Part of this past week and part of the week before it was the holiday of Chanukah, 8 days of joyous celebration over our salvation from the Greeks some 2,300 years ago. This year we did some stuff and took some trips. Here is a brief overview of what happened and where… And what we ate. Here are sufganiot (doughnuts) that my sister Esther made for us to eat the first night of Chanukah:
The first trip we took, on Thursday – the 2nd day of Chanukah, was to the Golan, in search for something known as dolmens, an ancient stone structure built as either tombs or landmarks and found from Ireland to Israel to Korea. These dolmens are often huge and in large groups but the ones we saw were kind of isolated from the large group in Gamla National Park. Israel’s dolmens are made out of basalt and are covered in lichen.
But before we found the dolmens we were driving out in the flat plains of the Golan looking for a large circular formation of low stone walls built thousands of years ago. Despite our relentless searches we were unable to locate the circles we wanted but we did find plenty of ancient low stone walls that told us we were in the right area.
But to say that we found only the ancient walls and dolmens would not be true, we also stumbled upon new structures, those belonging to the IDF. Here is a recently abandoned army base where dozens of empty, rusted ammunition cases were scattered about:
And here, on the side of the road, is a military bunker/trench of sorts with small rusted metal storage cabinets inside:
Leaving the flat region of the Golan we found ourselves at the Bet Saida Vista overlooking the Kinneret (Sea of Galilee) and the Jordan River area north of it, including parts of Gamla. Here is a panoramic shot of the view (click to enlarge):
That was Thursday.
Sunday, the 5th day of Chanukah, was another day full of adventure. We headed slightly south past Karmiel to the Johncolad chocolate factory. This particular chocolatier hails from New Zealand and now lives in the South African-founded Moshav Manof. His name is John Alford and this is a brief look at the chocolatey adventure we had.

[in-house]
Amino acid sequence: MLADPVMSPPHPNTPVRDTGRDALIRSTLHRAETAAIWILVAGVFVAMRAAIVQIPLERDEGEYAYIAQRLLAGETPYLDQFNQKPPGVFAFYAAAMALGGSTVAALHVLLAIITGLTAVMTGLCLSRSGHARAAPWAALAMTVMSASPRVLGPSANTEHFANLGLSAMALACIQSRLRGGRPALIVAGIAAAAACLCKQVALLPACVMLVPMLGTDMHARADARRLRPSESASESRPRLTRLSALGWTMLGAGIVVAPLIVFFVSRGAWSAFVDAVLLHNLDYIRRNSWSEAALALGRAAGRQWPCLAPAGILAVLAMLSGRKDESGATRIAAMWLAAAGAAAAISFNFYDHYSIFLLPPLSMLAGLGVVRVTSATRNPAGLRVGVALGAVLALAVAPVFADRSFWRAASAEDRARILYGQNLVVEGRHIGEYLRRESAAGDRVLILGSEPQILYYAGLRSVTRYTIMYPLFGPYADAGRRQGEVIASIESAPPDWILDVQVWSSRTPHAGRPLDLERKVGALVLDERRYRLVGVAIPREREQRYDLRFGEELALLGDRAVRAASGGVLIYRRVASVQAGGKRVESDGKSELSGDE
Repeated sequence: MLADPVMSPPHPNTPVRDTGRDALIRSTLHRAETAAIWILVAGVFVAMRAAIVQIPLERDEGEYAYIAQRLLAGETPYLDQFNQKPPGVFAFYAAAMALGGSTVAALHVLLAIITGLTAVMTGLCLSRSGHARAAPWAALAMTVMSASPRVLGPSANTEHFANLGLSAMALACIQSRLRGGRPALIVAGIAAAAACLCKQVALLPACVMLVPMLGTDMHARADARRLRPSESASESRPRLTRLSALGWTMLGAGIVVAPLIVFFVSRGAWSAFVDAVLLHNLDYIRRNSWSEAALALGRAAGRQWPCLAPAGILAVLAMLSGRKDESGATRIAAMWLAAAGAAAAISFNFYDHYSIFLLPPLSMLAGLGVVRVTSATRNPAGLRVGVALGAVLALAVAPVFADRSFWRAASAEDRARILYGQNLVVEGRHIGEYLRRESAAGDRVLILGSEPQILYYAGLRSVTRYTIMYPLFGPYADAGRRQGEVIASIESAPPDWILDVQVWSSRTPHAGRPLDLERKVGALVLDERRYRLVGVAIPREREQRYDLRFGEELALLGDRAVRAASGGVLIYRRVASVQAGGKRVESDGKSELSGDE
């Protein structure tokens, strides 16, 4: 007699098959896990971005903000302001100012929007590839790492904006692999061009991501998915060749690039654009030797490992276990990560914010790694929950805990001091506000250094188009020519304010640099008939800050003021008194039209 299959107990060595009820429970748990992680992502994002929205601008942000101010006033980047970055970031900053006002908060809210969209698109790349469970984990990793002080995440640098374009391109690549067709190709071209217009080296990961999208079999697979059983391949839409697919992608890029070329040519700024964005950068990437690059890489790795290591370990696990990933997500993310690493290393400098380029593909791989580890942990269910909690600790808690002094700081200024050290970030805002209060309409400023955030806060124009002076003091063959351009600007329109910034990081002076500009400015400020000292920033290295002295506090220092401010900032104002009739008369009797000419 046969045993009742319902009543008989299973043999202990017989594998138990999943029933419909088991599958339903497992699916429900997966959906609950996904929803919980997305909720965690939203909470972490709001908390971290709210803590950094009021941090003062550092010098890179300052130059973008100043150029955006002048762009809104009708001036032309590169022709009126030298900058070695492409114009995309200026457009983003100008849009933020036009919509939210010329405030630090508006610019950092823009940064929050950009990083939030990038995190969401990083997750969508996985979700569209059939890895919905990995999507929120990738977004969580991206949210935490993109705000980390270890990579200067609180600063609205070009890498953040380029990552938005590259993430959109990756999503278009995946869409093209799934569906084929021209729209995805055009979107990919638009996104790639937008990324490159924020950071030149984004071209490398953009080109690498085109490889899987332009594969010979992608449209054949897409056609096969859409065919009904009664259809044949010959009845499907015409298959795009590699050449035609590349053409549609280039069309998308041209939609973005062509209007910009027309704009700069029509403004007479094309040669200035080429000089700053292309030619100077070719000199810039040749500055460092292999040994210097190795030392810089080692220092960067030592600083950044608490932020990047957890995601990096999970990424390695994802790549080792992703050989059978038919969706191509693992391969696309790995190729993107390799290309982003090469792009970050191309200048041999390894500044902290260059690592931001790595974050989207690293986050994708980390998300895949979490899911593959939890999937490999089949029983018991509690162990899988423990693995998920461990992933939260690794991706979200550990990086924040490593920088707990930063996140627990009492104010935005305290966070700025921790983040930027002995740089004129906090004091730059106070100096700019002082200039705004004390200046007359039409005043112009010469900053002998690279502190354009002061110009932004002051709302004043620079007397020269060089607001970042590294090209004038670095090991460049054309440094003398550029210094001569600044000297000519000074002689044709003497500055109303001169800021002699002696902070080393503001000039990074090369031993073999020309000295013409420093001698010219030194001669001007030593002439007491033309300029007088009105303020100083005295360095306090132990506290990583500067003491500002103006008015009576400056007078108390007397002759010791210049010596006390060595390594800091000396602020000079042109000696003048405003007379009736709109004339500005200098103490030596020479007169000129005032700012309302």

When we first walked in John looked at us and told us that he recognises us. My father than explained to him that we had once come to buy chocolates and take the tour that is offered. In fact, my father even wrote a blog post that included our previous trip to Johncolad and here it is:
After we all figured out what’s what and where’s where we decided to buy some chocolates. I asked if we were getting a tour but he told us that we have already seen the tour so I decided not to pursue the issue. Here is John lining up the packs of chocolate:
Even though we were not treated to a tour of the chocolate making I snuck back and snapped some shots of the resting machinery:
As I peered inside the right drum I spotted a stray chocolate ball, all covered in nonpareils and looking down-right delicious:
After we had purchased our chocolates and chatted enough with John we headed out the door. On the way, chest-high on the wall next to the door, I once again caught sight of one of my favourite features in the Johncolad establishment… A plaque from the Israeli Navy thanking John for his tour of the Johncolad factory:
And, as a final touch of Manof, as we drove out, this was the view that greeted us. The stretch of land reaching the Haifa Bay, with the historic Mount Carmel as a long backdrop. Doesn’t get much better than this:
And that was Sunday day. Sunday night and the rest of Chanukah will be presented in the next post.